Young actor Adrien Grenier (seen most recently in James Toback’s “Harvard Man”) has turned his own real-life quest to become reacquainted with his estranged father into a rambling, often shapeless — but just as often touching and illuminating — feature-length docu. A personal musing on the need for fathers on both an individual and societal scale, this modified home movie meanders off into so many different directions it never develops a clear focus. But like a literary first draft, the idea shows promise — Grenier is definitely on to something — though structural work is in order before pic will be suited for any kind of distribution.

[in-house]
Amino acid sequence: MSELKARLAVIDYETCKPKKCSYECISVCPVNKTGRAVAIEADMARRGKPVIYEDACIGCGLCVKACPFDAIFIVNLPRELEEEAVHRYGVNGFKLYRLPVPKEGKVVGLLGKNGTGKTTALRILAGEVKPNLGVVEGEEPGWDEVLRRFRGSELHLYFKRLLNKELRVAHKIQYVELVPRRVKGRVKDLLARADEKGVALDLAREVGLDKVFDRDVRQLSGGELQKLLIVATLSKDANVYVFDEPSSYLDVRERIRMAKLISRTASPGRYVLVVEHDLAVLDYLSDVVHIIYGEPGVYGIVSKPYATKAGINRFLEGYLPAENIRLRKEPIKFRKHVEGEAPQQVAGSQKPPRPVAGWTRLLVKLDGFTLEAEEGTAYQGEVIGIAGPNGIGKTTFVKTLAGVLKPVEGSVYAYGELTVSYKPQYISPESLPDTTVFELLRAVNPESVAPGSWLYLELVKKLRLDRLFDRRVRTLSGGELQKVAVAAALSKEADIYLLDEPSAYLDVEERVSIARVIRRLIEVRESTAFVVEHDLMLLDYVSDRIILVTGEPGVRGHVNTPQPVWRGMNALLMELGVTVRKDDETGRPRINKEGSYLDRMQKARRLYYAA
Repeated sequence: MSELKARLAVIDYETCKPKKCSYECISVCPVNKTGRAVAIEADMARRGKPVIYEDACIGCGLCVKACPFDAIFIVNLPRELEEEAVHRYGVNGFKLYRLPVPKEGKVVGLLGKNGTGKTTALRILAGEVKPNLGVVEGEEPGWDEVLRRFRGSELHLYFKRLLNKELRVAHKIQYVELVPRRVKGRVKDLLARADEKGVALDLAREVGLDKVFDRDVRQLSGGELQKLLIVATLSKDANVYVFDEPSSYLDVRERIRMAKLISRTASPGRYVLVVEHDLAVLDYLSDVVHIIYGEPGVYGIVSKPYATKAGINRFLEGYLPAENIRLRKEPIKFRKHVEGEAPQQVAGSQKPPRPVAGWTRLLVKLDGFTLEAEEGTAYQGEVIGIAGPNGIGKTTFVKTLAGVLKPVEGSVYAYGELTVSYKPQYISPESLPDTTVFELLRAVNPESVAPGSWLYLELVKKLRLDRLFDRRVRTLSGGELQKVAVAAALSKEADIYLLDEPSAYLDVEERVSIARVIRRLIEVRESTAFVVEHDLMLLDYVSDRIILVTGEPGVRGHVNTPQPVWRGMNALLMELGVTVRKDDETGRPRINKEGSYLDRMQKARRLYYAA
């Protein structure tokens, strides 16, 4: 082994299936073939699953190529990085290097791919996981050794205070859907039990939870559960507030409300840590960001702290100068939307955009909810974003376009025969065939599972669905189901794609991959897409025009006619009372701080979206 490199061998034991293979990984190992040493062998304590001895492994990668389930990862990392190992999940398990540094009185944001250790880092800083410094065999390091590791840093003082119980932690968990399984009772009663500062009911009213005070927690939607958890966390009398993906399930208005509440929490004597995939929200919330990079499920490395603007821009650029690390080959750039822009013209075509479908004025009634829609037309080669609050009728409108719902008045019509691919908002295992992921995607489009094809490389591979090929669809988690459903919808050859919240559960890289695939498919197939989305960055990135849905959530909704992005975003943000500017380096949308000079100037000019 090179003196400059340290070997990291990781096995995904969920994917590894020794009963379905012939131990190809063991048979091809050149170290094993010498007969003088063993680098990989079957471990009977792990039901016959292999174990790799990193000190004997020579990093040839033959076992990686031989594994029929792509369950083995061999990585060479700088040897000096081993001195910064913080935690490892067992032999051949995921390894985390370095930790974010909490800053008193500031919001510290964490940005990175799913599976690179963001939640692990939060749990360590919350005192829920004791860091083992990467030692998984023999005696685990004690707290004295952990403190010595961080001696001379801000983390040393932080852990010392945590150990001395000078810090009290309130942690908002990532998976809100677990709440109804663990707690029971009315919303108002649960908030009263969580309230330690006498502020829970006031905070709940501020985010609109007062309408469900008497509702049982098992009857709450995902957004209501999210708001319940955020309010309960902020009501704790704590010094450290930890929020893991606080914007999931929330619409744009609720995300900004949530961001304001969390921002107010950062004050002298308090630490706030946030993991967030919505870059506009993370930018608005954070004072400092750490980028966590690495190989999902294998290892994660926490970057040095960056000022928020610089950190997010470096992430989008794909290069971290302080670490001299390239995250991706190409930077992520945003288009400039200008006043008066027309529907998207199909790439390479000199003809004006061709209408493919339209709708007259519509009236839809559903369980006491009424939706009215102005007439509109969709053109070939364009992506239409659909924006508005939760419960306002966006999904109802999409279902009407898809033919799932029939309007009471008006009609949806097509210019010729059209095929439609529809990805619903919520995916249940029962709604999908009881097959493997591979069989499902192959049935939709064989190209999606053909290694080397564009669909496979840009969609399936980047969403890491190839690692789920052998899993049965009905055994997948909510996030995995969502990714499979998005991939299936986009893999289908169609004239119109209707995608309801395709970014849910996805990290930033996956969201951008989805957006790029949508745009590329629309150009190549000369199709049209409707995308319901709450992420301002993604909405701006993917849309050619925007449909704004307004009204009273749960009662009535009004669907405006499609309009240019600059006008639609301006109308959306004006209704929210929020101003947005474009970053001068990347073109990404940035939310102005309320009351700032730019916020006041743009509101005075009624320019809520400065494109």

Grenier begins with a simple impetus that morphs, helter-skelter, into a larger questioning of cultural perceptions of paternal characteristics and responsibilities. What makes a father? Can a mother successfully fill in? After Grenier tracks down his own father, pic evolves into a critical treatise on the residual effects of the free-spirited lifestyles embodied by both of Grenier’s parents. It’s never less than interesting, but always less than well-organized.